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Commentary on Games Design

Carpe Ludus

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Seize the Game? My Latin was never that good. I was trying to be clever.

Today, we will talk about how to Get Stuff Done.

In game design it’s very easy to not bother. Very easy to decide it’s too big-a-challenge to take forward. So you end up meaning to, but not doing. The net result of this is that you never do anything and you always feel terrible. You can be so much more productive if only you know the secret.

The Secret

As a games designer you should:-

1. Find any vague shambolic deadline that you can

2. Set it in stone

3. Assume the mindset that you will be a lesser person for not achieving this goal

4. Get it done.

For example: I enjoy entering game design competitions because you really can’t lose if you adjust your mindset to the task in the right way. At worst you get a playable game prototyped that you can enjoy playing with the family and friends. If your game isn’t any good then it needs working on to fix, which should be enjoyable as a mind exercise. If it’s bad, well, then you’ve learned that it doesn’t work and that you should take the mechanisms apart and re-file them in your mental parts drawer for another time. It’s pretty-much win/win as long as you put your mind in the right frame.

This lovely little trick is really great, not just in competitions either:

  • If someone asks for a way to fix a game problem: post.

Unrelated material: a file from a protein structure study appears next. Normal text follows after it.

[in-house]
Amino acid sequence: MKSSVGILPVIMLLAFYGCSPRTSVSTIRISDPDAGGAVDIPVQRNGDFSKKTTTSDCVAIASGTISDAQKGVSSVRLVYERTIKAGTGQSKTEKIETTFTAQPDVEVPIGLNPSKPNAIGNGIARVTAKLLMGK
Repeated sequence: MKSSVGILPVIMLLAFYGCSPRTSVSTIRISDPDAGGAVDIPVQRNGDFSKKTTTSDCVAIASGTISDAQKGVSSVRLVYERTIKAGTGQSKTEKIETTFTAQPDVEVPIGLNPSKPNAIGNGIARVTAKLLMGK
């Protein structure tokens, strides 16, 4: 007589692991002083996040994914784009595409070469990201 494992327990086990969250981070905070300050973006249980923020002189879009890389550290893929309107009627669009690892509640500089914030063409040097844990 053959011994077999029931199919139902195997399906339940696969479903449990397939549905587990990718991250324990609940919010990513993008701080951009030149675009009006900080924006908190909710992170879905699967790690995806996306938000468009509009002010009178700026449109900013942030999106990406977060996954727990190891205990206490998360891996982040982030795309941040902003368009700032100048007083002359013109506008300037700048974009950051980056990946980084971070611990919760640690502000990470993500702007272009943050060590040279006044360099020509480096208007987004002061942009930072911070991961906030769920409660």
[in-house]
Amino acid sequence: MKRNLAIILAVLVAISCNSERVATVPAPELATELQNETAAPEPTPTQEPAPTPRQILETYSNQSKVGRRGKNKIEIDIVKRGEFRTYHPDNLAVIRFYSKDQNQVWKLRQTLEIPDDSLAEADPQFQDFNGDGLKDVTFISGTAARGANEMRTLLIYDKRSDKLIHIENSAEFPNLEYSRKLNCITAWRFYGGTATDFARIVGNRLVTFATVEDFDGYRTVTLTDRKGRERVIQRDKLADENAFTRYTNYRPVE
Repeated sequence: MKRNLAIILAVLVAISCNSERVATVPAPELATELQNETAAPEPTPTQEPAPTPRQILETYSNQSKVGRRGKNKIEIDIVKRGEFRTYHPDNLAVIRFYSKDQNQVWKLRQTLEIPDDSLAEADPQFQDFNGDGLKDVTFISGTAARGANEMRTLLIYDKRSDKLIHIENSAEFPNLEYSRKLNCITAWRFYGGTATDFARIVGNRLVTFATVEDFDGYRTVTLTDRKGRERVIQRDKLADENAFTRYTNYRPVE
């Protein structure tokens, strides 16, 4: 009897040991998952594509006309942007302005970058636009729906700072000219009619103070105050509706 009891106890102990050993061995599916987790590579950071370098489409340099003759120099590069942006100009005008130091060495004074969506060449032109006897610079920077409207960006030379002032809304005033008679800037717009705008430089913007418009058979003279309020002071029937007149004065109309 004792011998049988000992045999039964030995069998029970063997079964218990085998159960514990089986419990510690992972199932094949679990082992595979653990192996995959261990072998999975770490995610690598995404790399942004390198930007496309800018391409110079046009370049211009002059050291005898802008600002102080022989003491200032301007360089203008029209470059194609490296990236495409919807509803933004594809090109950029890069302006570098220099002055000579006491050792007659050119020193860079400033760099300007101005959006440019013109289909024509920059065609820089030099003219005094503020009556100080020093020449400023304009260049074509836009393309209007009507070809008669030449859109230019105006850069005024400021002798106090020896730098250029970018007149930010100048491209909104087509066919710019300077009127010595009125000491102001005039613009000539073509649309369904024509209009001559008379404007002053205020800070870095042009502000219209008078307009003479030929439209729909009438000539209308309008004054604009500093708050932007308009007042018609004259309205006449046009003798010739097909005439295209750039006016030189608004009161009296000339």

• A solicitation for game ideas? Submit. Every time.
  • Suggestions for names? Give it a go!

How much time does that sort of stuff really take? And most fora you post on these days have a search function that allows you to review what you wrote many months later, even if you can recall only an inkling of what you were suggesting (and you never know when you might need to blow the dust off an idea). I like having goals to aim for and achieving ‘stuff’ no matter, really, how mundane. Earning one hour of goofing off on the internet after completing a list of tasks is so much better to me than ditching the tasks and spending the entire day doing nothing. I start feeling guilty.

The end result is that I always have a list of stuff to do and always have a game some way along it’s life cycle towards something happening with it (whatever that ‘next step’ watershed may be).  The reason this blog post is up later than I wanted it to be is because I was racing to make a card game submission deadline using a design that started life as an idea from a submission to a Board Game Design Showdown.

My Secret Confession

This blog post right here is an opportunity in itself. I am blogging here specifically to let you all know how I tackle getting things done, and moreover, to encourage my own personal thought about games design. By writing posts here, Sam and I put the pressure on each other to think and manipulate the science of games and games design. We are secretly fueling the engines of creativity and cardboard. That, in itself, is a great way to remove yourself from the mundane for a little while to consider something you love doing.

Your Mission

Write a list. Find a deadline. Set it in stone. Complete it. Fuel your passion. Speak to someone else – if for only a few minutes – about games design. Post. Submit. Think. Guess what it will lead to?

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One thought on “Carpe Ludus

  1. Love the part about setting yourself up for a deadline. I too find that if I don’t have a target to hit, I won’t hit it. Over the years, I’ve certainly found myself involved in those win it or go home situations, usually involving something that I was passionate about it and just didn’t get that one part down. When stretched to my breaking point, I’ve found that I do some of my best work under pressure, this partly stems from cramming late at night for a test or starting and finishing a 5 page essay on the subject of laundry in the 18th century, something I knew nothing about at the time. I guess that I should set a deadline for setting a deadline for myself, when I get around to it.

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